Golan Druze Leader: UN Claim Of Hardships A Total Joke, We Have Good Life Here

Israelis walk near a sign for tourists showing the distance to Damascus and Baghdad among other destinations at an army post on Mount Bental in the Israeli-annexed Golan Heights on March 10, 2016. Israel and Syria have formally been at war for decades though the demarcation line between them had …

TEL AVIV – A leader of the Druze population on the Golan Heights refuted a United Nations statement accusing Israel of imposing economic and social hardships on his community, saying it was “a total joke” and the UN should instead concern itself with real human rights violations such as those occurring in neighboring Syria.  

Dulan abu-Saleh, the mayor of Majdal Shams, the largest Druze town on the Golan, told Makor Rishon that the UN Economic and Social Council’s recent assessment of the area was “laughable.” The Council addressed “economic and social repercussions of the occupation on the living conditions of the Palestinian people in the occupied Palestinian territories, including East Jerusalem and the Arab population in the occupied Syrian Golan.”

“I don’t understand what they’re talking about, it’s laughable,” abu-Saleh said. Druze in the Golan “don’t serve in the IDF and so far are only receiv[ing] from the state.”

Druze communities on the Golan Heights are unique in that they don’t serve in the IDF. The Heights, annexed by Israel in 1981 following its capture from Syria during the 1967 Six Day War, is home to some 20,000 Druze.

After the civil war broke out in Syria, many Golan Druze applied for Israeli citizenship, an option that has been open to them since 1981.

Abu-Saleh continued by chastising the UN agency for ignoring Syria: “Why don’t they condemn the horrors in Syria, where dozens of children are killed daily? Golan residents have a good life.”

He also said: “Although we weren’t included in some major cabinet decisions on budgets, when we build and make up plans we never felt discrimination. On the contrary, we always found an attentive ear.”

Although until now the Druze communities maintained some desire to return to Syria, many have thrived under Israeli rule.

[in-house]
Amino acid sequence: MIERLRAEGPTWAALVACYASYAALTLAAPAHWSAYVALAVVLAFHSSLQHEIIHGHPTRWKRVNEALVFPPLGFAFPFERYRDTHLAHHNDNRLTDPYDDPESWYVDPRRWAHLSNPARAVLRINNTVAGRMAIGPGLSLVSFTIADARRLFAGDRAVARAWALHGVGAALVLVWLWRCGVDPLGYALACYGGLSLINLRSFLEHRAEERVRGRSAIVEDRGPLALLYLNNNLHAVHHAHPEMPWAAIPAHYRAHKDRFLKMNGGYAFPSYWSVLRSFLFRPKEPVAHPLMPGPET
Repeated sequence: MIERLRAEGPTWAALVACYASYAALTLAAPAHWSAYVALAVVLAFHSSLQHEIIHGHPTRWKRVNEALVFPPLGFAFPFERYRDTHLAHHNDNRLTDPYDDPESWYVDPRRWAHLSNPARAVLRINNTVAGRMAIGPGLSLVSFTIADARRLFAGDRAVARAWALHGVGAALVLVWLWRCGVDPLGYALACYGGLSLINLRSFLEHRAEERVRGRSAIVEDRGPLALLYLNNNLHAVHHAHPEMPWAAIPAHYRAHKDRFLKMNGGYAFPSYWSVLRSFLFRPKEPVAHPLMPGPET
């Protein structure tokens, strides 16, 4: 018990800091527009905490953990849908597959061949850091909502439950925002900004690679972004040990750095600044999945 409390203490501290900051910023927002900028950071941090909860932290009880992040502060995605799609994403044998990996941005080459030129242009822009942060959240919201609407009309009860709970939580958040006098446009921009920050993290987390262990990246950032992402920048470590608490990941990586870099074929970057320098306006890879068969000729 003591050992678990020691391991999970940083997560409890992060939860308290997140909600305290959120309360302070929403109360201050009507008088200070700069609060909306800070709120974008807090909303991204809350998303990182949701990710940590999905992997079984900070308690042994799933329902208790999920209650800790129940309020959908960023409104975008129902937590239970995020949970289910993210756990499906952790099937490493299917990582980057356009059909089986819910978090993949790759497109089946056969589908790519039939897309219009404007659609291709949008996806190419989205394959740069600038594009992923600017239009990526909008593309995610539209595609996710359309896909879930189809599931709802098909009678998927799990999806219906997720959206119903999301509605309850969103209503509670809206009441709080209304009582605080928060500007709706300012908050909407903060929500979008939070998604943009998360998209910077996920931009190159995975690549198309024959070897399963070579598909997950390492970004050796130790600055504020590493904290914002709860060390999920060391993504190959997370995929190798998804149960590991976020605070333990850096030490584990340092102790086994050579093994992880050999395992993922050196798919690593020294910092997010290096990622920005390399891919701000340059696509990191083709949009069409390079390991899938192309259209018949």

Karim Batkhish, a resident of the town of Masa’ada, said: “The war in Syria is irrelevant to us. Some may say they support [Syrian President Bashar] Assad, but it’s a lie to show Syria we’re with them. They’re lying, no one wants to see Syria here.”

In a separate incident, the Times of Israel reported that the international nonprofit Human Rights Watch, often accused of having an anti-Israel bias, was condemned Thursday for a report on child detainees claiming that Israeli “military courts do not provide for specialized juvenile justice.”

The report, titled “Extreme Measures: Abuses against Children Detained as National Security Threats,” further cites a 2013 UN Committee on the Rights of the Child document which claims that, “Israel had ‘fully disregarded’ previous recommendations to comply with international law.”

Both accusations were refuted as “completely false” by watchdog group NGO Monitor.

“A special Juvenile Military Court was established in 2009, and according to the Israeli Ministry of Justice only ‘judges that have received relevant professional training, similar to the training offered to justices of the Youth Courts in Israel, are qualified to serve as juvenile judges.’ ”

NGO Monitor also said that the UN itself had admitted that Israel was complying with its recommendations.

UNICEF’s February 2015 report noted “positive developments in the administration of juvenile military justice.”

The report “clearly reflects the primacy of HRW’s political agenda over methodological rigor and due diligence,” NGO Monitor said.


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